Dinos and Jake's big joke

The Chapman brothers' human mutations aren't about anything except their own futility. And they comfort and terrify by turns.
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Dinos and Jake Chapman's sculpture causes mild disgust, has perfect finish, and often makes people laugh. Most of it uses shop- window dummies, which the artists interfere with drastically. All this makes it media-friendly. But is it any good and does it have anything to say? The short answers are: yes and no. The longer answers are an art journalist's quagmire.

Cybericonic Man, currently hanging upside down from a ceiling in the ICA, may be their best work to date. It has something in common with a previous work, bermensch, their model of Stephen Hawking in his wheelchair and placed on a rock. This piece has never been shown in Britain and the brothers complain that press photographers always snap it with its dry ice machine switched off. bermensch and Cybericonic Man have personalities, unlike most Chapman humans, who tend to be permutations, specimens. These two are heroic.

Hawking is Hawking, pitiful and noble in his post-quantum, post-accident glory, and Cybericonic Man is a martyr. His skin is silver, except where chunks of his flesh have been cut off. His wounds are red. He stands, weight on one leg, a cool Saint Sebastian. His hands are tied behind him to a post. He is on a silver plinth on the ceiling, and his long black hair hangs down. He is an upright statue, but his torture involves being suspended: he's an artistic failure, a ridiculous aesthetic resolution of something. From his wounds he drips fake blood, which trickles down his body and splashes into a bucket. It runs back up a plastic tube with the aid of a pump, the noise of which fills the room. He is a Marvel Comics hero and a Jeff Koons gone wrong. Renaissance, futuristic, and a verbal quip: buckets of blood. He is utterly absurd.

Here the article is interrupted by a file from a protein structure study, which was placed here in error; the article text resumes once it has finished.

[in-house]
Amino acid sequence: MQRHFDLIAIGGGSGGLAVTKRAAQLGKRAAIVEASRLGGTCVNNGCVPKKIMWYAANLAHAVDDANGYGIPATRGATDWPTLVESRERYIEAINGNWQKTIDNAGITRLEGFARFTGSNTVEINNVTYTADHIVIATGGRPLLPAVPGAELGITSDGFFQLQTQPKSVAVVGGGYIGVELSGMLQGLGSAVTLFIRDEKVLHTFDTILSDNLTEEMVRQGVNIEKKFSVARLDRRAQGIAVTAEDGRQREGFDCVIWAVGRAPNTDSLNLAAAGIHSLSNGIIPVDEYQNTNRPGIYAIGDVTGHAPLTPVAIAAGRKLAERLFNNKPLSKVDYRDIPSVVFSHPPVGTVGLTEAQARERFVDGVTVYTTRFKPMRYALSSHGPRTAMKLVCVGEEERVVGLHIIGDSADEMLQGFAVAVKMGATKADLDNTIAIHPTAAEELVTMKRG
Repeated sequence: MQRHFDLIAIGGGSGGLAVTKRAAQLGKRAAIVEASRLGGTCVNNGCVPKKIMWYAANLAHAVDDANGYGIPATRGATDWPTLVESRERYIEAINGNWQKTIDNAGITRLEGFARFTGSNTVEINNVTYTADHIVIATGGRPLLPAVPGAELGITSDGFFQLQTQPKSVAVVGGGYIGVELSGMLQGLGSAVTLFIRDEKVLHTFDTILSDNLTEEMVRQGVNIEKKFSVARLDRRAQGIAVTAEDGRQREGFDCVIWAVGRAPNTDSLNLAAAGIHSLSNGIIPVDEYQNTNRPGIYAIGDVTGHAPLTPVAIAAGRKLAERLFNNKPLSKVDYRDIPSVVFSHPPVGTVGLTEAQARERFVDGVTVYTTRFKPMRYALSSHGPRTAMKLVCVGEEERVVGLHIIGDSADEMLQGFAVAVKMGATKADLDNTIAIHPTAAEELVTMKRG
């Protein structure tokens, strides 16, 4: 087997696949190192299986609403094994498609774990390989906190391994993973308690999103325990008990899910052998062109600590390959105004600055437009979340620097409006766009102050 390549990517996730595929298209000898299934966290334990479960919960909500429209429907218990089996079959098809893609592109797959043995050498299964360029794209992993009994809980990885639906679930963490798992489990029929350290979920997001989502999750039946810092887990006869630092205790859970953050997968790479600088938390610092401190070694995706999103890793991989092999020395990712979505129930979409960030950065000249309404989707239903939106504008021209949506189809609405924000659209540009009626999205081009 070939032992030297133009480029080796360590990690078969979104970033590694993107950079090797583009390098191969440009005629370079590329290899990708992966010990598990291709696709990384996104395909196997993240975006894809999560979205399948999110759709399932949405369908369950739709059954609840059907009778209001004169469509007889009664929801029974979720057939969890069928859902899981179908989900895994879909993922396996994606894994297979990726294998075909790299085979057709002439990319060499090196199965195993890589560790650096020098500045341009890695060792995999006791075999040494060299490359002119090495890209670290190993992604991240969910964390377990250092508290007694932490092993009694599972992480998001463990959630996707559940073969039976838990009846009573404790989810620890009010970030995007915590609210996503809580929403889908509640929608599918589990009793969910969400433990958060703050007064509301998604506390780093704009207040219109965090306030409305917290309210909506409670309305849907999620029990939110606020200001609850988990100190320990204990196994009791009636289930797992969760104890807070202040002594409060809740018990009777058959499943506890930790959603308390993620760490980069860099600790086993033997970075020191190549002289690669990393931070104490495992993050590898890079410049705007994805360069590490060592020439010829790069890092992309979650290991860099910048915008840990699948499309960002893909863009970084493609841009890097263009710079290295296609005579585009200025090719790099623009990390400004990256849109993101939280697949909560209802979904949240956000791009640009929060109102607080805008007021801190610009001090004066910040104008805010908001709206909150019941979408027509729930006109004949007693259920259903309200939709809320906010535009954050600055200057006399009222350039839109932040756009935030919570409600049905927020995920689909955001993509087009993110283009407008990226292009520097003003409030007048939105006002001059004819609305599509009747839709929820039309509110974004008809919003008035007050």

He is also rather beautiful, which most Chapman sculptures aren't. He is the complete realisation of an idea in a little boy's mind: a boy who has a model and wants to torture him. And for some reason he wants him to be sci-fi, so he paints him silver. Such is the Chapmans' art. Their sculptures are art-jokes, rather than any other kind - not jokes about desire, or genetics, or Freud, or any other subject their pieces raise in discussion. Drawings are turned into solid objects. The idea, "let's make it into a sculpture", seems so crazy it's irresistible.

With Great Deeds Against the Dead, a large work of two years ago, they remade a Goya etching, reworking it using mannequins. It was a close-up and blow-up of their previous Disasters of War, in which plastic toys were re-modelled into a tabletop version of Goya's famous series. Now Great Deeds has been succeeded by Year Zero, a Garden of Eden-ish scene with three naked, playing children taking the place of the three mutilated men of Deeds. No wounds this time, except one cut knee. No genitals either, and this from the artists whose representation of their mother - Mummy Chapman - was all genitals: penises and vaginas appearing like disease all over her body. But this adds up: in Mummy Chapman, and in the sexual world of the Chapmans' work in general, there is a kind of sterility. Testicles and breasts are not much in evidence. One of Mummy's nipples is a vagina.